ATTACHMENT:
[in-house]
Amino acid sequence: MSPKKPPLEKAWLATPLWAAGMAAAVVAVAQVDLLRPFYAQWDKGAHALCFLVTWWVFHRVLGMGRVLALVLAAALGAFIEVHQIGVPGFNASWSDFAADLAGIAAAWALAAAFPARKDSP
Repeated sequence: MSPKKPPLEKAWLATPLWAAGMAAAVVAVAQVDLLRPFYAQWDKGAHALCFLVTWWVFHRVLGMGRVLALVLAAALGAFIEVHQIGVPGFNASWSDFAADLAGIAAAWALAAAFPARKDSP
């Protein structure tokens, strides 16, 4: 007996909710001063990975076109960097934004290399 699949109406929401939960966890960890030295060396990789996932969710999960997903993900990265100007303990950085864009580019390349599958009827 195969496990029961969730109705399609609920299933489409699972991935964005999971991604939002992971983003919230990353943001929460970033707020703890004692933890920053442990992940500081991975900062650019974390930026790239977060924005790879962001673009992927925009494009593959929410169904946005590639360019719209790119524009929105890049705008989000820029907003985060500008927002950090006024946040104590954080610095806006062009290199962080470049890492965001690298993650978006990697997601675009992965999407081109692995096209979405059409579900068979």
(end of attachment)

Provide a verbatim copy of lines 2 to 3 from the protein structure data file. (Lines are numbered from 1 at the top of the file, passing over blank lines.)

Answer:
Amino acid sequence: MSPKKPPLEKAWLATPLWAAGMAAAVVAVAQVDLLRPFYAQWDKGAHALCFLVTWWVFHRVLGMGRVLALVLAAALGAFIEVHQIGVPGFNASWSDFAADLAGIAAAWALAAAFPARKDSP
Repeated sequence: MSPKKPPLEKAWLATPLWAAGMAAAVVAVAQVDLLRPFYAQWDKGAHALCFLVTWWVFHRVLGMGRVLALVLAAALGAFIEVHQIGVPGFNASWSDFAADLAGIAAAWALAAAFPARKDSP